Machine or hand-sew the two folded edges on both pieces of fabric before proceeding, as close to the inner folds as possible. Trim away any extra fabric sticking out past the selvage, which can happen when you’re ironing, no matter how precise you try to be.

Next, three more measurements: get the distance from the top of your shoulder to the top of the side band of your bra — this will be for your armholes, and the fancy sewing word for it is scye. Scye depth. Never say I didn’t teach you anything! Then take the measurement around your hip wherever you want the blouse to hit. (Or waist if you are making this short.) Keep the tape very loose, as you want this to fit easily over your head and shoulders and not ride up around your waist. Your third measurement will be the neck width from mid-clavicle to mid-clavicle, or more or less the distance between your bra straps. This is for the boat-style neck hole. Headhole? I’m going to call it the headhole, because that word is making me laugh. For reference, the measurements I used were:

  • Headhole: 13”
  • Scye: 9.5”
  • Very loose hip: 39”

Place your rectangles together, right sides facing each other, and use two pins to mark your headhole opening. To center mine, I calculated the mid-point of the fabric (45”/2=22.5”), and then from that mark measured 6.5” in each direction. (Since 6.5×2=13″ — the headhole width.)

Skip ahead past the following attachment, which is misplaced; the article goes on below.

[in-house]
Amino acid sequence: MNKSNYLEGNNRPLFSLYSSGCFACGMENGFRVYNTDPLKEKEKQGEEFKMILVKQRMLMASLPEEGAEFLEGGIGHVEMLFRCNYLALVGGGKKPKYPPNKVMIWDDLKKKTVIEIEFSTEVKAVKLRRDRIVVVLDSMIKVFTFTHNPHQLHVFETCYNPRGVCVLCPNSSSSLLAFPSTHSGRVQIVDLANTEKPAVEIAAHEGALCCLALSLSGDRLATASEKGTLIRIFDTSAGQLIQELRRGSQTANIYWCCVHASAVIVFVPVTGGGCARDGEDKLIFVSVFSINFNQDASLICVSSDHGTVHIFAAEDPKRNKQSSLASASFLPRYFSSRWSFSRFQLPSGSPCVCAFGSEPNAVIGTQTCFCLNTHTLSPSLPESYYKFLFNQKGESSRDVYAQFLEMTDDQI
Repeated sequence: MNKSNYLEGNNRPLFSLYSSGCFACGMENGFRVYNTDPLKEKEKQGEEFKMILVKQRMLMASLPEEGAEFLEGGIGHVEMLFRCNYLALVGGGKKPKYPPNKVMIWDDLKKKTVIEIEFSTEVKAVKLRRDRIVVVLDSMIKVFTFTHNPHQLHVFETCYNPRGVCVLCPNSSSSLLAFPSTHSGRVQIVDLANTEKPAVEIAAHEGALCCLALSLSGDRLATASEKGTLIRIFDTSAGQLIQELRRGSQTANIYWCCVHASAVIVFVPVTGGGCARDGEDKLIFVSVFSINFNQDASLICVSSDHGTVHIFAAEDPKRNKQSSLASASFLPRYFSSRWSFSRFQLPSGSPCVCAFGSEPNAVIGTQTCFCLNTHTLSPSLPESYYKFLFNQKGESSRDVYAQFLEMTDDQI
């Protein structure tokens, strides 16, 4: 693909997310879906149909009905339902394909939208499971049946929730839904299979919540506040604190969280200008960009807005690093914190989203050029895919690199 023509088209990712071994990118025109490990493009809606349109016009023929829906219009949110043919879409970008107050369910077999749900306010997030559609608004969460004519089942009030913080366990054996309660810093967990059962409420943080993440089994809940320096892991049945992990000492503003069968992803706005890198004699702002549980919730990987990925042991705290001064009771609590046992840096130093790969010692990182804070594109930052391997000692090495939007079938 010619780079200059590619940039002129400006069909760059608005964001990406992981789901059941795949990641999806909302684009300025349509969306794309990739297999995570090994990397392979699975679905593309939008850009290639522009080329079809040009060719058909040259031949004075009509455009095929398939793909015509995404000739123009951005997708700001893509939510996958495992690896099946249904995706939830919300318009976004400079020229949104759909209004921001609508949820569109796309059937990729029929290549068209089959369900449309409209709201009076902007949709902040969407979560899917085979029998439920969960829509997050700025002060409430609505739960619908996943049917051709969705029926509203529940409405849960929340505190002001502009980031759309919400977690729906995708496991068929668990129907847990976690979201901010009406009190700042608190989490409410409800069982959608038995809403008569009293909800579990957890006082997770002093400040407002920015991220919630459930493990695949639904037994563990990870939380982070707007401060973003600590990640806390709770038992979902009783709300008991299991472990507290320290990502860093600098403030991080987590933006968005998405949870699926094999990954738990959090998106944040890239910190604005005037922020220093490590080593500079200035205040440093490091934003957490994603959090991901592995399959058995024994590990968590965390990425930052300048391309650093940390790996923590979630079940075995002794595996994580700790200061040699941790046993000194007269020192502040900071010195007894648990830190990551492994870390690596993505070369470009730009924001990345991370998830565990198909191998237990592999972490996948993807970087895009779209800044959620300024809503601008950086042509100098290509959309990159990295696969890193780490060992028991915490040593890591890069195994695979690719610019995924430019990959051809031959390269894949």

Machine or hand-sew next to, but not on, the top hem from each selvage to its respective pin. These are your shoulder seams. To flatten them, turn the fabric right side-out, open the seam like butterflying a shrimp, and iron the seam flat.

A little more math: divide your loose hip measurement in half, and then in half again. Or just divide it by four. I’m not really picky about how you do your math, as long as its accurate. (The approximate opposite of everything every algebra teacher ever taught you.) Anyway, 39″/4= 9.75″. This is the distance from the fabric mid-point (that 22.5 from before) from which you’ll want to put pins at the base to mark the side seams — we’ll call them hem pins 1 and 2. The total distance between them should be 19.5 inches, or whatever half of your hip measurement is. Use a measuring tape or a ruler to create an imaginary line from hem pin 1 to the shoulder seam, and mark the scye depth with another pin. (Mine was 9.5” from the shoulder seam.) Take a couple more pins to fill in the imaginary line; then repeat the whole shebang with hem pin 2. With the fabric right side out, machine or hand-sew from each scye pin to each hem pin.

You’re done! Really. That’s it. Told you: easy.

Previously: Ask a Handy Femme About Unplungeable Toilets.

Lucia Martinez reads too many old poems and tries to be a lady.

Photos by Helen Pearson.